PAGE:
The interiors of an old hotel has been transformed into what is called today as Modern Glamour. An ancestral home has been converted into a restaurant with a nostalgic old-world charm.
Midas Hotel and Casino
(2707 Roxas Blvd., tel. 9020100).
Midas connotes gold. In this hotel, one can strike gold in the casino or have a golden experience through the sumptuous meal in the Café.
The building is a familiar landmark until the new owners renamed it. Today it is done in Modern Glamour, perhaps to entice good fortune. Orange boxes (to symbolize gold?) compose the main décor in the lobby.
Midas Café on the second floor is a huge dining place, with lots of mirrors and crystals from where a guest can find reflection seen from all sides of the café, so it’s a bit confusing for a diner to find his or her table after going through the buffet. The place is quiet and, if lucky, you could get a table with a view of Manila Bay.
Staff—Accommodating. They are even willing to mind the ladies’ bags while owners get food from the buffet. Ratio is almost like one staff for every table.
Suggested picks—A lamb connoisseur is likely to complain about the Roast Leg of Lamb, unless the chef has listened to honest observation of this diner and one other guest. The end part was tough, the mint sauce was “like lugaw (porridge),” said one diner. It was likewise brownish and had no mint taste at all. The Lengua Estofada was delicious, but again, the meat was cut into small pieces, which is the regular cut for Pastel. We would have preferred the usual solid slices. The Japanese spread is ample and the desserts are its tour de force, offering Filipino kakanin, international cakes etc.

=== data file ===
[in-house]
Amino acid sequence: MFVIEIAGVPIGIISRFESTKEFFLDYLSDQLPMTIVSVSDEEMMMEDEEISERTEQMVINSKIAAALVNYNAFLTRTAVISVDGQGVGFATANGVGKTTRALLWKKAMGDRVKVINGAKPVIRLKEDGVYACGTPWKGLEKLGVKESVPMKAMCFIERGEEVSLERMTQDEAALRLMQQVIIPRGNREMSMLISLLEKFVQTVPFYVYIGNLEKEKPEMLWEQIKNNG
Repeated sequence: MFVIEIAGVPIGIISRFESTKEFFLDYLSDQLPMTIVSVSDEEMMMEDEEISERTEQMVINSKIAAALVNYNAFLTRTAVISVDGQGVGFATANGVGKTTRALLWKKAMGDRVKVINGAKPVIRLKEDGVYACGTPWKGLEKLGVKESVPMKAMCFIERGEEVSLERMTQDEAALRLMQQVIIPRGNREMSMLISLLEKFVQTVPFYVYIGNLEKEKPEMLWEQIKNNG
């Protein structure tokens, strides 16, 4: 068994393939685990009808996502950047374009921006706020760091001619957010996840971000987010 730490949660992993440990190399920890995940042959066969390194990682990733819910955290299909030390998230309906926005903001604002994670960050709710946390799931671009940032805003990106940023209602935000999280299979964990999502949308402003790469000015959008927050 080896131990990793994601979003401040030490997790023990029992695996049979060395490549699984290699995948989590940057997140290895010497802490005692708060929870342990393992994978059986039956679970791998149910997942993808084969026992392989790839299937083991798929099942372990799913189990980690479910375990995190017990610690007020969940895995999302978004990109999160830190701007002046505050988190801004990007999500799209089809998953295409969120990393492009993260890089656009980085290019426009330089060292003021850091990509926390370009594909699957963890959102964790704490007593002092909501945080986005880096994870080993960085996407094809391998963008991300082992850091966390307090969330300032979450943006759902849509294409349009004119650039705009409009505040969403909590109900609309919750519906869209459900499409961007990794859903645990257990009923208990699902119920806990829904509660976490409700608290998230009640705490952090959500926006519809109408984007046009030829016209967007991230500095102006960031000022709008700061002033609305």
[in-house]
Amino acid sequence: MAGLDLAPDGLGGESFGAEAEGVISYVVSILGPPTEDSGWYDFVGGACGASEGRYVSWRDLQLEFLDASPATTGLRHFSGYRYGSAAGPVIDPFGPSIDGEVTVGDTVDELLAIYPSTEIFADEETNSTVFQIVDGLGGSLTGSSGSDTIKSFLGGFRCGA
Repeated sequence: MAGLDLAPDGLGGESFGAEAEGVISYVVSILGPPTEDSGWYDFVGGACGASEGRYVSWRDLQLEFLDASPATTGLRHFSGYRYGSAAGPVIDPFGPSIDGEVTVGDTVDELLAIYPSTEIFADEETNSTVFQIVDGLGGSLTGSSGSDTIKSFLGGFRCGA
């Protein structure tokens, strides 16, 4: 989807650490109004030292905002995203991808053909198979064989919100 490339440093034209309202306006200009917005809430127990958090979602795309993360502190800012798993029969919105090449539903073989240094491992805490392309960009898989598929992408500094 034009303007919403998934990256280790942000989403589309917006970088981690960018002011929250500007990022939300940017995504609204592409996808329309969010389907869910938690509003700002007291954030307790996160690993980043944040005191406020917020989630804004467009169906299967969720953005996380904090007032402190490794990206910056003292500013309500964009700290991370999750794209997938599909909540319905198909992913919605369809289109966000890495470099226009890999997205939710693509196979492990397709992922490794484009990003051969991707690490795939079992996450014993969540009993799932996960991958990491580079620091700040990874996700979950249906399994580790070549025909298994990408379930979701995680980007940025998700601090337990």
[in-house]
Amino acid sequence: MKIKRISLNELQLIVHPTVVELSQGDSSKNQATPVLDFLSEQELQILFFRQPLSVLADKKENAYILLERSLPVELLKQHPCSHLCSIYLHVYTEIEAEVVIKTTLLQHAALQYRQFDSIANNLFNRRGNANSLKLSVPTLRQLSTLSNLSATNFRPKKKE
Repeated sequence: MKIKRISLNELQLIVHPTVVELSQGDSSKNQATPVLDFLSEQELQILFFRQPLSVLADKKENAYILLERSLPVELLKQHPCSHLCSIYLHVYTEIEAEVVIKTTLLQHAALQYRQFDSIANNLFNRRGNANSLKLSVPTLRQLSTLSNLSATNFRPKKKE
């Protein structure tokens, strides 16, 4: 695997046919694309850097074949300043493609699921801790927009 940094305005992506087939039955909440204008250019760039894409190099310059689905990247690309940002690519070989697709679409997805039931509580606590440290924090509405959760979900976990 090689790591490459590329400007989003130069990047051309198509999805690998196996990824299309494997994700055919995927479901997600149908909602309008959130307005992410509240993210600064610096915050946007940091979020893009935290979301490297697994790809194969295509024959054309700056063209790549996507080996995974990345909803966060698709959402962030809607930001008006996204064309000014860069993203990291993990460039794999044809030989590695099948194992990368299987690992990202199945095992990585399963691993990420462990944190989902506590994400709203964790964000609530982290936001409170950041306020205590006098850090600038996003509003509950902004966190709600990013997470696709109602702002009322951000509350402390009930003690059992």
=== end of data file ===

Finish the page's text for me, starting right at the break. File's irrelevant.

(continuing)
Usual service and government charges are included in the bill. Senior cards are honored.
(1153 JP Laurel St., corner Aguado, tel. 7355896)
The ancestral Roces home, fronting Malacañang Palace, has been converted into a restaurant. On each side of the heavy entrance door is a statue of a newsboy, the familiar logo of the Roces-published Manila Times and a pond where a modern sculpture stands. There are a few koi. There is a small boutique of ladies’ accessories on the foyer.
Dining area—This extends from what must have been the living room to the proper dining room. Ambiance is Old World, from the conservative colors, basically gray, of the walls, tables, etc. Décor consists of old portraits, including a family grouping, paintings framed the old-fashioned way, and small knickknacks, plus a gleaming chandelier.
Service—Needs a lot of improvement.
Staff—They welcome you with Spanish greetings. Wonder if they can carry on a conversation in that language. We saw only two male attendants who were not really waiting on tables. They always had their backs to us. They didn’t seem to mind the guests, perhaps because we were first-timers and not familiar to them.
Suggested menu—They are serving dishes that we grew up with in our own ancestral home. But we found Casa Roces food very much wanting in flavors. The Caesar Salad was served almost dry for insufficient dressing from which we could not discern any anchovies; the Oven-Baked Chicken Adobo hardly had the taste of the vinegar; the Kare-Kare seemingly was prepared with peanut butter as we felt its texture. They seemed to skimp on sauces, the bagoong was in a tiny, tiny saucer, we had to ask for more.
The saving grace is the Malacañang Frozen Oreo Pie, truly heavenly.
Check the Cake Shop where you can get Cookies and Cream Polvoron at P150 for a pack of 10. There is a good selection of cakes, cheese, etc. They give you your takeout goodies in paper bags with an Image of Chito Roces and an imprint that says, Café Chino.
Service charge and government taxes are added to the bill. Senior cards are honored.